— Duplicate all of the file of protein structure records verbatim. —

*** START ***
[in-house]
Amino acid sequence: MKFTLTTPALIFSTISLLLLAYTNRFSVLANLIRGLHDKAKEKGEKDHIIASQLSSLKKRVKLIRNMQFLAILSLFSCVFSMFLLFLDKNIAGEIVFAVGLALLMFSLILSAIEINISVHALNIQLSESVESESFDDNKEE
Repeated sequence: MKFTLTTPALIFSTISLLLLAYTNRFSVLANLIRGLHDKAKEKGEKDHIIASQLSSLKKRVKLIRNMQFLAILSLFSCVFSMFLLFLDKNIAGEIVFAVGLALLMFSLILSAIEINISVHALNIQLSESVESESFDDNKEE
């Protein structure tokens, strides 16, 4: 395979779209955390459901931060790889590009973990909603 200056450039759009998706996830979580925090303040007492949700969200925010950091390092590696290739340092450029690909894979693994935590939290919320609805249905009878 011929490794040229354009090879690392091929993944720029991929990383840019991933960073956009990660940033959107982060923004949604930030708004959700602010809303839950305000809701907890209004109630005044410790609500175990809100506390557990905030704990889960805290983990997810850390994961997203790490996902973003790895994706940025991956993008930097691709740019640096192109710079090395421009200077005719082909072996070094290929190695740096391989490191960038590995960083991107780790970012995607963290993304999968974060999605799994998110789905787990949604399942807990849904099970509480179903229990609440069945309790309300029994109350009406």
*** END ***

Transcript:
[in-house]
Amino acid sequence: MKFTLTTPALIFSTISLLLLAYTNRFSVLANLIRGLHDKAKEKGEKDHIIASQLSSLKKRVKLIRNMQFLAILSLFSCVFSMFLLFLDKNIAGEIVFAVGLALLMFSLILSAIEINISVHALNIQLSESVESESFDDNKEE
Repeated sequence: MKFTLTTPALIFSTISLLLLAYTNRFSVLANLIRGLHDKAKEKGEKDHIIASQLSSLKKRVKLIRNMQFLAILSLFSCVFSMFLLFLDKNIAGEIVFAVGLALLMFSLILSAIEINISVHALNIQLSESVESESFDDNKEE
């Protein structure tokens, strides 16, 4: 395979779209955390459901931060790889590009973990909603 200056450039759009998706996830979580925090303040007492949700969200925010950091390092590696290739340092450029690909894979693994935590939290919320609805249905009878 011929490794040229354009090879690392091929993944720029991929990383840019991933960073956009990660940033959107982060923004949604930030708004959700602010809303839950305000809701907890209004109630005044410790609500175990809100506390557990905030704990889960805290983990997810850390994961997203790490996902973003790895994706940025991956993008930097691709740019640096192109710079090395421009200077005719082909072996070094290929190695740096391989490191960038590995960083991107780790970012995607963290993304999968974060999605799994998110789905787990949604399942807990849904099970509480179903229990609440069945309790309300029994109350009406």